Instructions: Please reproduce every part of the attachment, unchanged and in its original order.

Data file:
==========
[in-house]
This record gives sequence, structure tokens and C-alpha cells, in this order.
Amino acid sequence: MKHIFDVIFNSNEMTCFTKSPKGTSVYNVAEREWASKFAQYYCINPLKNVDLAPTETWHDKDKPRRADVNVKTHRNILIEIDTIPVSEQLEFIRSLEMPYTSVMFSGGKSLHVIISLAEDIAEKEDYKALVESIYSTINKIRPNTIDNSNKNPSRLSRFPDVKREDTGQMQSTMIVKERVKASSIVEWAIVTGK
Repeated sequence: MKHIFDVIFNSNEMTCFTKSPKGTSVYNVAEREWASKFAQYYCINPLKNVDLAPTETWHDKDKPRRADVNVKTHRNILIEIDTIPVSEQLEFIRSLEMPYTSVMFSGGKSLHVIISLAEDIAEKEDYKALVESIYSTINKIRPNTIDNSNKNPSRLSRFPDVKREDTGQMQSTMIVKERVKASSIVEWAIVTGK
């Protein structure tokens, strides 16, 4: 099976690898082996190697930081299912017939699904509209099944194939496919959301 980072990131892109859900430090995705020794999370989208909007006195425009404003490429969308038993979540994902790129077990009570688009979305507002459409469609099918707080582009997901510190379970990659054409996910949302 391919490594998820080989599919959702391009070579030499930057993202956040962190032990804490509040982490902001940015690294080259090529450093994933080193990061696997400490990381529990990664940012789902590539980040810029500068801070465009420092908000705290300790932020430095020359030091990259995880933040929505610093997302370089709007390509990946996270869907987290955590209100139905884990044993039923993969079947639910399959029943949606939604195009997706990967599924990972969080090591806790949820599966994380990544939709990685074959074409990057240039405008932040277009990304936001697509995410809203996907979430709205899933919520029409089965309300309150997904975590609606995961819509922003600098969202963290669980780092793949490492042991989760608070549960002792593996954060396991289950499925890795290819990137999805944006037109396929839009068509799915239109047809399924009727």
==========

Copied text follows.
[in-house]
This record gives sequence, structure tokens and C-alpha cells, in this order.
Amino acid sequence: MKHIFDVIFNSNEMTCFTKSPKGTSVYNVAEREWASKFAQYYCINPLKNVDLAPTETWHDKDKPRRADVNVKTHRNILIEIDTIPVSEQLEFIRSLEMPYTSVMFSGGKSLHVIISLAEDIAEKEDYKALVESIYSTINKIRPNTIDNSNKNPSRLSRFPDVKREDTGQMQSTMIVKERVKASSIVEWAIVTGK
Repeated sequence: MKHIFDVIFNSNEMTCFTKSPKGTSVYNVAEREWASKFAQYYCINPLKNVDLAPTETWHDKDKPRRADVNVKTHRNILIEIDTIPVSEQLEFIRSLEMPYTSVMFSGGKSLHVIISLAEDIAEKEDYKALVESIYSTINKIRPNTIDNSNKNPSRLSRFPDVKREDTGQMQSTMIVKERVKASSIVEWAIVTGK
């Protein structure tokens, strides 16, 4: 099976690898082996190697930081299912017939699904509209099944194939496919959301 980072990131892109859900430090995705020794999370989208909007006195425009404003490429969308038993979540994902790129077990009570688009979305507002459409469609099918707080582009997901510190379970990659054409996910949302 391919490594998820080989599919959702391009070579030499930057993202956040962190032990804490509040982490902001940015690294080259090529450093994933080193990061696997400490990381529990990664940012789902590539980040810029500068801070465009420092908000705290300790932020430095020359030091990259995880933040929505610093997302370089709007390509990946996270869907987290955590209100139905884990044993039923993969079947639910399959029943949606939604195009997706990967599924990972969080090591806790949820599966994380990544939709990685074959074409990057240039405008932040277009990304936001697509995410809203996907979430709205899933919520029409089965309300309150997904975590609606995961819509922003600098969202963290669980780092793949490492042991989760608070549960002792593996954060396991289950499925890795290819990137999805944006037109396929839009068509799915239109047809399924009727």